But the majority did not appear to criticize the EEOC's substantive position, which is that employers are required to accommodate pregnancy and related conditions if they make any other accommodations – including ADA accommodations and offering light duty for work-related injuries.
Tips for Employers following the SCOTUS decision
Employers in a jurisdiction that already requires pregnancy accommodation should comply with all applicable state and local laws. Local laws may provide more protection to pregnant employees than federal law does. If so, then compliance with your state or local law should automatically put you in compliance under the new federal standard.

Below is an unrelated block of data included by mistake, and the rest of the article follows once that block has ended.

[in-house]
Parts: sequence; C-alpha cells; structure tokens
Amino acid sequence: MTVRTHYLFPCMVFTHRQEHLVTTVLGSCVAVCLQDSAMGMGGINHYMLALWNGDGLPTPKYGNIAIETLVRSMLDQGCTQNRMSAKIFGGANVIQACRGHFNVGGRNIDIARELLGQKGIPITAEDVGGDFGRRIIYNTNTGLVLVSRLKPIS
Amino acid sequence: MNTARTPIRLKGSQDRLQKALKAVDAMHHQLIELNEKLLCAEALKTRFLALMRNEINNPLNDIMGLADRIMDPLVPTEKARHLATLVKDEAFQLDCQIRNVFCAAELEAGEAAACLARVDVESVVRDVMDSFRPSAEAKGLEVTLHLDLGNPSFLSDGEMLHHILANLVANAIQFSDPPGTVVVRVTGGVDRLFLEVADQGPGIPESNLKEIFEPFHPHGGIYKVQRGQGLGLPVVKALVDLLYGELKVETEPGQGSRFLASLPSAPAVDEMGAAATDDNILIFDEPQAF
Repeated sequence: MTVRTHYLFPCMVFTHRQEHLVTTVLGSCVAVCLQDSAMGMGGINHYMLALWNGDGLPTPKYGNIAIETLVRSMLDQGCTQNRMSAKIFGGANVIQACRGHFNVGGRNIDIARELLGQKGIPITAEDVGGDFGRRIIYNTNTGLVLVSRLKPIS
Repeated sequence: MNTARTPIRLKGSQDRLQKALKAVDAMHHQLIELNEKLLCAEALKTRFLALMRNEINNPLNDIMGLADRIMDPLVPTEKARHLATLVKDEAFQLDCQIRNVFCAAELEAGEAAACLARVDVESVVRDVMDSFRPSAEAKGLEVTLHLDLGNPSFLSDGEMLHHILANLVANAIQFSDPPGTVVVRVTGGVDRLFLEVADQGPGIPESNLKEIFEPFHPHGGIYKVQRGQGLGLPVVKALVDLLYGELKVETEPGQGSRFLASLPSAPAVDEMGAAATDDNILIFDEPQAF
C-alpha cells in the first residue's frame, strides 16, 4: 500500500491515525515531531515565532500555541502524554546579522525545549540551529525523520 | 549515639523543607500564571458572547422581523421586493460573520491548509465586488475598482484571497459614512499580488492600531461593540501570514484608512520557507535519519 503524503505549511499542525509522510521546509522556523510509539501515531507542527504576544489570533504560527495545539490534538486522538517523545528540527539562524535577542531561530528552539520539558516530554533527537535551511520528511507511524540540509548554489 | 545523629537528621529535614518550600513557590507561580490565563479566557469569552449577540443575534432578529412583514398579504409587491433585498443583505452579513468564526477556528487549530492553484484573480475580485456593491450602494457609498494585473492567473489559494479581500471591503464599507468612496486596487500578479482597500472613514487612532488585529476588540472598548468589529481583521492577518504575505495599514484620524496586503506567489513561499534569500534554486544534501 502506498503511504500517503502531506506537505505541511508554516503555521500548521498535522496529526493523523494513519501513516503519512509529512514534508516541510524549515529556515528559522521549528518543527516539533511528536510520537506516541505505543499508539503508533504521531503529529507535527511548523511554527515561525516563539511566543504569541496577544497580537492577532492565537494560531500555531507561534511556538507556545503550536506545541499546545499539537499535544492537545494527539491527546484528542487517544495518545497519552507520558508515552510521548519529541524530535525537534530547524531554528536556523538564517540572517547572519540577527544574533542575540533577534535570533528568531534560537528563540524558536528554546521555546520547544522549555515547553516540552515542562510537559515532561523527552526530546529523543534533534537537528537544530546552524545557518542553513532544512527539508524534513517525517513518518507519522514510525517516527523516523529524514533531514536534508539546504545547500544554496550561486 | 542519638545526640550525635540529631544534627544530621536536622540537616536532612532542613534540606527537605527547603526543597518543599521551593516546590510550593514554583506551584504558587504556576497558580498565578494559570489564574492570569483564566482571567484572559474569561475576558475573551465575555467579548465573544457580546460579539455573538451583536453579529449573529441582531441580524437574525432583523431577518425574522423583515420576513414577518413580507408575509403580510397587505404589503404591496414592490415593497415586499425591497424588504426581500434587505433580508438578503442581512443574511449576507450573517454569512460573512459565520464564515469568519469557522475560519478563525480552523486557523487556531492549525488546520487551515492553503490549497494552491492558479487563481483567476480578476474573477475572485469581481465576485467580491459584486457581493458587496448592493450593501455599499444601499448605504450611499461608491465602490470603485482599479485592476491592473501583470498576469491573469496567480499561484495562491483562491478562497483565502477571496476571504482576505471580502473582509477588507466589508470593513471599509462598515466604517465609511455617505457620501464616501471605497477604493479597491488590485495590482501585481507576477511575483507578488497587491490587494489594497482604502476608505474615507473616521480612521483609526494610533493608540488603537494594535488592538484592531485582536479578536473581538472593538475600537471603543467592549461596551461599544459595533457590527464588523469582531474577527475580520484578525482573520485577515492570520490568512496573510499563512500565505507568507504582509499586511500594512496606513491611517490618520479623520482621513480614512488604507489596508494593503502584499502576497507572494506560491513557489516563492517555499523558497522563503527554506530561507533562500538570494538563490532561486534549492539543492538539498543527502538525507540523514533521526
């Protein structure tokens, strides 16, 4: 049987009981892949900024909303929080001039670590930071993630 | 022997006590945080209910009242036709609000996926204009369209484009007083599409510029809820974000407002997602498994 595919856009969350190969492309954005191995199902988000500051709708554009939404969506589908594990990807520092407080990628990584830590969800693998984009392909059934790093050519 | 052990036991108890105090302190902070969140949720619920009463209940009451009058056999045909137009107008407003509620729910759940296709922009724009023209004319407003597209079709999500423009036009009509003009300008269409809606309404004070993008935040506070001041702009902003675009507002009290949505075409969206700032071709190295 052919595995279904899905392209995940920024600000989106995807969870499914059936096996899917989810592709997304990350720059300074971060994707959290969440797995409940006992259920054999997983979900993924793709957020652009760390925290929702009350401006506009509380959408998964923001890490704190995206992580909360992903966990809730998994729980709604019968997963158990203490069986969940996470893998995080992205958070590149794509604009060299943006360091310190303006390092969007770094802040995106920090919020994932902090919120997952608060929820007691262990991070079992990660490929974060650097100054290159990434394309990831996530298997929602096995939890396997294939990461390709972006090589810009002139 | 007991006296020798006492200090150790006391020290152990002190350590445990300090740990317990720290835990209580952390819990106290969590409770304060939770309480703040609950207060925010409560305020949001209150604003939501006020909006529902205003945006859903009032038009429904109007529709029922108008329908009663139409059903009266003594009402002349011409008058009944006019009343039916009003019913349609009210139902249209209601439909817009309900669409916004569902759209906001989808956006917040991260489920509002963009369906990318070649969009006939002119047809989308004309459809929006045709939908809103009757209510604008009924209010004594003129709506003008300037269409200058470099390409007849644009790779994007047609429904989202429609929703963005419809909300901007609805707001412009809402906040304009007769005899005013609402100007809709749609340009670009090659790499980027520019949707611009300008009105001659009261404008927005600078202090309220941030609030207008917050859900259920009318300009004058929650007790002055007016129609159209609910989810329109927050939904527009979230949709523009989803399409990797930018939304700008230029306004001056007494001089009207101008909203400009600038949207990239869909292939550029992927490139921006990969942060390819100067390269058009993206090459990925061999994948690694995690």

In general, employers can also take the following steps to help stay in compliance with the various laws in the wake of this decision:
- Review policies related to light duty and reasonable accommodation requests to ensure they are in line with legitimate business needs and not based on cost and convenience.
- Examine accommodation requests granted and denied over the recent past, and on a going forward basis, to determine if pregnant women are being treated disparately.
- Train managers and HR professionals on the need for individualized inquires in granting or refusing requests for accommodation.
To further discuss this case, or a potential claim on your behalf, feel free to contact leading California employment lawyers at Kingsley & Kingsley. Call toll-free at (888) 500-8469 or click here to contact us via email.